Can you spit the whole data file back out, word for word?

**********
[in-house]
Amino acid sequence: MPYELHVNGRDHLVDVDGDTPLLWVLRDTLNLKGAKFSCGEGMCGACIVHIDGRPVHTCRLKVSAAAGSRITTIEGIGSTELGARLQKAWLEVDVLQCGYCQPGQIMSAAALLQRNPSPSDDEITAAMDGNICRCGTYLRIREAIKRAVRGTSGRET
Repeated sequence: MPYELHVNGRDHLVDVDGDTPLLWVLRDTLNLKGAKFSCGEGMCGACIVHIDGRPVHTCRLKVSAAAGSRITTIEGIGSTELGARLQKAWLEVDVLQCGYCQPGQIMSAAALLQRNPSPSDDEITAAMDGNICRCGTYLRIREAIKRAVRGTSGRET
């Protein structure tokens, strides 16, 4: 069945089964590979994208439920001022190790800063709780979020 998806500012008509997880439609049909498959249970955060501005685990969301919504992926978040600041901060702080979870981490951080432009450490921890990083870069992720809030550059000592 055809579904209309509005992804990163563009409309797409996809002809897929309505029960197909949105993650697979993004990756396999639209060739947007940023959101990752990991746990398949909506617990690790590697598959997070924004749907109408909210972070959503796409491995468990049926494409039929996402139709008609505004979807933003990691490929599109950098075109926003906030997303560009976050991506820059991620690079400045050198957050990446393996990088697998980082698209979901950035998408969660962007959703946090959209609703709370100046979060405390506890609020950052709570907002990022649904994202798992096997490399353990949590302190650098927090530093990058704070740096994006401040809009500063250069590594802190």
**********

[in-house]
Amino acid sequence: MPYELHVNGRDHLVDVDGDTPLLWVLRDTLNLKGAKFSCGEGMCGACIVHIDGRPVHTCRLKVSAAAGSRITTIEGIGSTELGARLQKAWLEVDVLQCGYCQPGQIMSAAALLQRNPSPSDDEITAAMDGNICRCGTYLRIREAIKRAVRGTSGRET
Repeated sequence: MPYELHVNGRDHLVDVDGDTPLLWVLRDTLNLKGAKFSCGEGMCGACIVHIDGRPVHTCRLKVSAAAGSRITTIEGIGSTELGARLQKAWLEVDVLQCGYCQPGQIMSAAALLQRNPSPSDDEITAAMDGNICRCGTYLRIREAIKRAVRGTSGRET
């Protein structure tokens, strides 16, 4: 069945089964590979994208439920001022190790800063709780979020 998806500012008509997880439609049909498959249970955060501005685990969301919504992926978040600041901060702080979870981490951080432009450490921890990083870069992720809030550059000592 055809579904209309509005992804990163563009409309797409996809002809897929309505029960197909949105993650697979993004990756396999639209060739947007940023959101990752990991746990398949909506617990690790590697598959997070924004749907109408909210972070959503796409491995468990049926494409039929996402139709008609505004979807933003990691490929599109950098075109926003906030997303560009976050991506820059991620690079400045050198957050990446393996990088697998980082698209979901950035998408969660962007959703946090959209609703709370100046979060405390506890609020950052709570907002990022649904994202798992096997490399353990949590302190650098927090530093990058704070740096994006401040809009500063250069590594802190």